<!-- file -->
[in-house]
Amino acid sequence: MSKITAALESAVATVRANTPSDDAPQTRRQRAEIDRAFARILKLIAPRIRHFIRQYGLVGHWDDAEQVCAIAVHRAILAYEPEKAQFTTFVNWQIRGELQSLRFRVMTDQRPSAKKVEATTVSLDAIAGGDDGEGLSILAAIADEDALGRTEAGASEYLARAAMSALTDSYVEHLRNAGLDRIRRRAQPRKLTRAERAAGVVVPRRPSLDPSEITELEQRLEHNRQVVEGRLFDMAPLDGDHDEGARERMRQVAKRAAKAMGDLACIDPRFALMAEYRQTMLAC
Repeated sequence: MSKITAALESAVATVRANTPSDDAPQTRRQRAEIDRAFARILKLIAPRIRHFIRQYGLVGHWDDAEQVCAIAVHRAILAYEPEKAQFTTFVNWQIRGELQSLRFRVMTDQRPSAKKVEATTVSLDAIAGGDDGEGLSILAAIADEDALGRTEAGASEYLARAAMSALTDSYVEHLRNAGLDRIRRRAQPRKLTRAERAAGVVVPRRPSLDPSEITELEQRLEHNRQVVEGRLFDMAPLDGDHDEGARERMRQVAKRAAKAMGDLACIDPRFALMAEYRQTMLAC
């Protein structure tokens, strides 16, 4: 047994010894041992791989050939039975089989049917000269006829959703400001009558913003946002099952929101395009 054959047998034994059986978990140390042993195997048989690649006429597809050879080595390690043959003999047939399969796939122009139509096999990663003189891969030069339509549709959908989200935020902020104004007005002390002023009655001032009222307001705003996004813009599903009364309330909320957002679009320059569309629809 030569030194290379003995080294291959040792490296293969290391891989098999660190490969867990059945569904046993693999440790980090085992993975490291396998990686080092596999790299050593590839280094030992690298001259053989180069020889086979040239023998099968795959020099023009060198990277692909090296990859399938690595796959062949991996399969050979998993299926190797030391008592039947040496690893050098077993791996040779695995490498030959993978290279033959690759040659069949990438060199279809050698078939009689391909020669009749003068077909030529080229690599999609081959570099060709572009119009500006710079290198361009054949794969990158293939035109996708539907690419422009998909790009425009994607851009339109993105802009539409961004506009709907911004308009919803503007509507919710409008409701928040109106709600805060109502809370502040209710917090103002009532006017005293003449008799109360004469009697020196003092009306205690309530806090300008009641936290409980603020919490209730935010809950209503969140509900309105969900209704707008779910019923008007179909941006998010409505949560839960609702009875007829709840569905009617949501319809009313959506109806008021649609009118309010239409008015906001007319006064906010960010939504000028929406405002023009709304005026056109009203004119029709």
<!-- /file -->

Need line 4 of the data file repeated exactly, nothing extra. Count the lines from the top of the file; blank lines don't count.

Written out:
């Protein structure tokens, strides 16, 4: 047994010894041992791989050939039975089989049917000269006829959703400001009558913003946002099952929101395009 054959047998034994059986978990140390042993195997048989690649006429597809050879080595390690043959003999047939399969796939122009139509096999990663003189891969030069339509549709959908989200935020902020104004007005002390002023009655001032009222307001705003996004813009599903009364309330909320957002679009320059569309629809 030569030194290379003995080294291959040792490296293969290391891989098999660190490969867990059945569904046993693999440790980090085992993975490291396998990686080092596999790299050593590839280094030992690298001259053989180069020889086979040239023998099968795959020099023009060198990277692909090296990859399938690595796959062949991996399969050979998993299926190797030391008592039947040496690893050098077993791996040779695995490498030959993978290279033959690759040659069949990438060199279809050698078939009689391909020669009749003068077909030529080229690599999609081959570099060709572009119009500006710079290198361009054949794969990158293939035109996708539907690419422009998909790009425009994607851009339109993105802009539409961004506009709907911004308009919803503007509507919710409008409701928040109106709600805060109502809370502040209710917090103002009532006017005293003449008799109360004469009697020196003092009306205690309530806090300008009641936290409980603020919490209730935010809950209503969140509900309105969900209704707008779910019923008007179909941006998010409505949560839960609702009875007829709840569905009617949501319809009313959506109806008021649609009118309010239409008015906001007319006064906010960010939504000028929406405002023009709304005026056109009203004119029709």